The fingers move deftly, and the clicking goes on rhythmically, while the ball of wool gets smaller, and beautiful creations drop from the needles.
This is my mother, who has been knitting for more than 60 years now. She loves it, and not even the heat of summer can keep her from handling the wool. She only had to hear of another great-grandchild on the way, than she arranged for wool to be sent from Delhi by my sister, and she started on a layette. And here it is.
My mother says that her first piece was for herself. As a new bride from Trivandrum in New Delhi, she was confident that she could face her first winter by knitting something for herself - she had after all learnt to knit in school. She says, “Babuji got me some wool in a budgie yellow shade, a pair of knitting needles, and a pattern in a magazine, and told me to start off. And that was my first knitted product – a blouse.” Though taken aback at first, she took it as a challenge and it turned out very well. The next one was for my father and after that – for me.
I must have been very young when she knitted sweaters for me first, for I spent my infancy and childhood in Delhi. And we all know what the winters there are like. I still remember the patterns of some of them. (That is me in 1949/50) My mother knitted for all three of us and for my father and herself.
After a few years spent in the south (read about it here), where we did not need any woollens at all, we came back to Delhi and then all of us needed sweaters. By then there were five of us. Maiji taught me also to knit, and we built up the basics for each of us. I could only do some plain knitting, but my skills also improved, and I could later on follow patterns from books. But with college and studies I could not do much. The collection of knitwear grew, and there was enough to keep us all warm.
Over the years, my youngest sister was the lucky beneficiary of my mother’s art. My mother made several items for her, so much so that Gowri became known as the daughter of the knitting lady among her friends’ mothers.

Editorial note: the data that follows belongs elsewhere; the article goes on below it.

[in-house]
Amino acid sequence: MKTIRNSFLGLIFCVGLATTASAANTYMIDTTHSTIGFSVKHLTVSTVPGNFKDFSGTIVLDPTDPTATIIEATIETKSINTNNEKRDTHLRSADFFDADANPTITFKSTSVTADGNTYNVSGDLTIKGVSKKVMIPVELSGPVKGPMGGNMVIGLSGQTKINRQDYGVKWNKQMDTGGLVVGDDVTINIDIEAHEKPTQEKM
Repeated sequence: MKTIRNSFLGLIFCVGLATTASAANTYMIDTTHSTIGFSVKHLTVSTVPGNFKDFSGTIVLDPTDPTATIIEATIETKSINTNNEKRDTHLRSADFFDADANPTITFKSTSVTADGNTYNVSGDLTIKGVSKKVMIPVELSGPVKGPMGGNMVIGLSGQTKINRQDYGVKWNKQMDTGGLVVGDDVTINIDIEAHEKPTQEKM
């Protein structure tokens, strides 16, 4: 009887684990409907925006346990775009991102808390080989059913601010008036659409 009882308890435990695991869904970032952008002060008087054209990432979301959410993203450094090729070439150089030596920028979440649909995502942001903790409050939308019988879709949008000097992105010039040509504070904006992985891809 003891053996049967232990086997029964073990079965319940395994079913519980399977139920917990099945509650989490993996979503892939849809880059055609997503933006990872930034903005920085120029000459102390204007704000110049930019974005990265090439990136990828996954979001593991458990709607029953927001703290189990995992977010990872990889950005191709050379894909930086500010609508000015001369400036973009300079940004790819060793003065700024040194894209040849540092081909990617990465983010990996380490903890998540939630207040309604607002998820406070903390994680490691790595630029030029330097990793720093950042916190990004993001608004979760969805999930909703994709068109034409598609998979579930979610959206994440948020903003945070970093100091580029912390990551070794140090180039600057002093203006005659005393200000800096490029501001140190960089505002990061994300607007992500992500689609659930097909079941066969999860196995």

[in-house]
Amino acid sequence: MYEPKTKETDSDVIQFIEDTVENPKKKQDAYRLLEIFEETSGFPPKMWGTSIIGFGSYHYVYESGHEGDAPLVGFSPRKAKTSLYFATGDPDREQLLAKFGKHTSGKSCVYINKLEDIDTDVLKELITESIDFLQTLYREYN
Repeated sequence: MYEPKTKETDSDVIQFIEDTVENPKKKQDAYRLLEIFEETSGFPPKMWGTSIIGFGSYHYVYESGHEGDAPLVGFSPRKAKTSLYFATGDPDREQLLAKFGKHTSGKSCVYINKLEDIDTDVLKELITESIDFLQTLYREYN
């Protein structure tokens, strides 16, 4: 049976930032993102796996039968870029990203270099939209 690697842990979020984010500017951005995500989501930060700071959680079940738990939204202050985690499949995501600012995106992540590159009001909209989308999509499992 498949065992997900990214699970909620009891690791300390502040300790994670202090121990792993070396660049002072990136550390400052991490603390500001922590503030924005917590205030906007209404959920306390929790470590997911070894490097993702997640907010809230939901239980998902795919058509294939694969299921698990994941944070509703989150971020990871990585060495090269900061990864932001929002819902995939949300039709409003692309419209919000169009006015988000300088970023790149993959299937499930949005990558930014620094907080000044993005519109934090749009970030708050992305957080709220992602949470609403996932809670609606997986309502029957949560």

Apart from being a nimble knitter, my mother has evolved from being a pattern follower to a pattern creator – designer, if you will. I have really lost track of the number of sweaters, cardigans, layettes, scarves, shawls, ponchos (most of which are her own patterns) caps and mufflers, and even dresses (that is my niece wearing one of the pieces) she has designed and knitted. Fair Isle and cable patterns became child’s play to her. When I wore the poncho she knitted for me on my visit to my sons, the poncho was the in thing then, and I had inadvertently become ‘in’ too!
And here is my niece wearing a fair isle sweater created by Ma
Her creativity extends to an original too – the doll made totally with wool.
The doll is knitted and her clothes too. Scraps of wool make up the stuffing so that the doll is washable. Without exaggerating, I can say that she must have knitted at least a hundred of these for her grandchildren and great granddaughters, and as gifts to give to other little girls. Here the doll is resting on shawls knitted by my mother.
Maiji’s latest is making garlands of wool - some of them adorn the pictures of the deities in our pooja room. And I am certain she is already dreaming up something else.
P. S. Upon reading this good blog friend Brenda Bryant wrote this - it says everything about Maiji's kniting so beautifully! Do look at it.